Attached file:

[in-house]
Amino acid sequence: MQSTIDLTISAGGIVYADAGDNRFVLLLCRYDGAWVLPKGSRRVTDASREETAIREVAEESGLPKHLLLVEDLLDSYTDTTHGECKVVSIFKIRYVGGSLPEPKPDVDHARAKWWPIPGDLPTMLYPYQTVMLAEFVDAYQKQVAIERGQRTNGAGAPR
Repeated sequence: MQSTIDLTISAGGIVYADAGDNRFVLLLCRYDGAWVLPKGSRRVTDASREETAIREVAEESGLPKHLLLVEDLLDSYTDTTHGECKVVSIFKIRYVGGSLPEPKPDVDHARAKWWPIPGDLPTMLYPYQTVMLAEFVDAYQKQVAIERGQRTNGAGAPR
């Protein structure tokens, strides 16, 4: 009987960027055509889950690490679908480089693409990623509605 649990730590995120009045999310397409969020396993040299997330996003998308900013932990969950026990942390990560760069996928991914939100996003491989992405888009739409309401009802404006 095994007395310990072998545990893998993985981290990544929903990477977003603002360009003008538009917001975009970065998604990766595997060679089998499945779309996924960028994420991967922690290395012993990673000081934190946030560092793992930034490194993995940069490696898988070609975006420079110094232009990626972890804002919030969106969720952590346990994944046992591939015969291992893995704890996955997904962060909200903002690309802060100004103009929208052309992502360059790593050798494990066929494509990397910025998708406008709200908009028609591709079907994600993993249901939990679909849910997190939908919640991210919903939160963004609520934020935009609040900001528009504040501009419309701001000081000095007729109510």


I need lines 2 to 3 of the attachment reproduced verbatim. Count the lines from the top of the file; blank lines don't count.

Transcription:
Amino acid sequence: MQSTIDLTISAGGIVYADAGDNRFVLLLCRYDGAWVLPKGSRRVTDASREETAIREVAEESGLPKHLLLVEDLLDSYTDTTHGECKVVSIFKIRYVGGSLPEPKPDVDHARAKWWPIPGDLPTMLYPYQTVMLAEFVDAYQKQVAIERGQRTNGAGAPR
Repeated sequence: MQSTIDLTISAGGIVYADAGDNRFVLLLCRYDGAWVLPKGSRRVTDASREETAIREVAEESGLPKHLLLVEDLLDSYTDTTHGECKVVSIFKIRYVGGSLPEPKPDVDHARAKWWPIPGDLPTMLYPYQTVMLAEFVDAYQKQVAIERGQRTNGAGAPR